Fundamental social change will only come about through cross-class and multiracial mass movements – and learning about class culture differences is one step towards building those movements.

KEEP LOOKING THROUGH A CLASS LENS:

  • TO TEST YOUR KNOWLEDGE OF ACTIVIST CLASS CULTURE TRAITS, TAKE THIS QUIZ.

  • TO LEARN MORE ABOUT CLASS SPEECH DIFFERENCESCLICK HERE.

  • TO LEARN HOW MOVEMENT TRADITIONS CONNECT TO ACTIVIST CLASS CULTURES, CLICK HERE.

  • TO UP YOUR GAME AND SOLVE COMMON GROUP PROBLEMS, CLICK HERE.

  • TO ENVISION BUILDING CROSS-CLASS ALLIANCES FOR SOCIAL JUSTICE, CLICK HERE.

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Where these Ideas Come From


To research the book Missing Class, Betsy Leondar-Wright observed meetings of 25 varied social justice groups in 5 states, surveyed 362 diverse members and interviewed 67 of them. The class cultures patterns on this website come from analysis of those meetings and interviews. 

(For more information on the groups and the study, see the Methodology appendix of Missing Class.)

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Where these Ideas Come From


To research the book Missing Class, Betsy Leondar-Wright observed meetings of 25 varied social justice groups in 5 states, surveyed 362 diverse members and interviewed 67 of them. The class cultures patterns on this website come from analysis of those meetings and interviews. 

(For more information on the groups and the study, see the Methodology appendix of Missing Class.)

ABOUT MISSING CLASS

Missing Class: Strengthening Social Movement Groups by Seeing Class Cultures by Class Action's Betsy Leondar-Wright, published by Cornell University Press in 2014, is the first comparison of class culture differences in progressive social justice groups in the US today. 

Missing Class describes class differences in paths to activism, attitudes toward leadership, methods of conflict resolution, ways of using language, diversity practices, use of humor, methods of recruiting, and group process preferences. Too often, we miss class. Missing Class makes a persuasive case that seeing class culture differences could enable activists to strengthen their own groupsand build more durable cross-class alliances for social change.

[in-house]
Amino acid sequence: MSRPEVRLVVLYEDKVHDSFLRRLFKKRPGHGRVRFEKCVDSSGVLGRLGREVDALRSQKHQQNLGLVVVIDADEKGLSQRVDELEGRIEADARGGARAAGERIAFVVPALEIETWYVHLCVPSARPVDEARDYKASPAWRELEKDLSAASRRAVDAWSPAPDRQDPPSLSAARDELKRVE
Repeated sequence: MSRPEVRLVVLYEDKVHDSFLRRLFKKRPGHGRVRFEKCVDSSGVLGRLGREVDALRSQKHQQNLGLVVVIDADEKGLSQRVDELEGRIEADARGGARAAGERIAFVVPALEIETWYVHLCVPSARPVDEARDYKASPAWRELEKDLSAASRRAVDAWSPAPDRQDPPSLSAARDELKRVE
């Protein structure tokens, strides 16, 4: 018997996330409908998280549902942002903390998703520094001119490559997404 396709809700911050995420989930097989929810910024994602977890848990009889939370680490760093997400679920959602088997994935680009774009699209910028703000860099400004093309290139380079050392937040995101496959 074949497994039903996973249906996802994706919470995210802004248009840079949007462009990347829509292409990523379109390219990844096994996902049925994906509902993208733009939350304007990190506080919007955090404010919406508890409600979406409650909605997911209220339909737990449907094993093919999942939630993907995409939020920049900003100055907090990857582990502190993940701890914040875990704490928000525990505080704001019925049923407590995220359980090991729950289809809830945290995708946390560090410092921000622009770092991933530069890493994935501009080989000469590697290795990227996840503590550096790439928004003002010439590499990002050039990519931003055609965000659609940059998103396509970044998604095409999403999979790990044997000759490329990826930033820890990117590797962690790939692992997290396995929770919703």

“Organizing for change is hard work, but it gets easier when there’s honest talk about difference and solidarity. I think this groundbreaking book will likely start some transformative conversations!”  - Bill McKibben, author, founder of 350.org

buy the book here → 

Enter the coupon "acc" for $5 off

 

 

ABOUT THE AUTHOR

Betsy Leondar-Wright, PhD, is a long-time economic justice activist. She was Class Action’s Program Director from 2010 to 2015 and currently serves on the board. Before Missing Class, she authored Class Matters: Cross-Class Alliance Building for Middle-Class Activists and co-authored The Color of Wealth: The Story Behind the US Racial Wealth Divide. She teaches social movement strategy and race, class and gender inequality at Lasell College.

 

 

 

ABOUT CLASS ACTION

Class Action, founded in 2004, is a national nonprofit organization that raises awareness about class  and inspires action to end classism. For more information about workshops to reduce organizational classism, click here.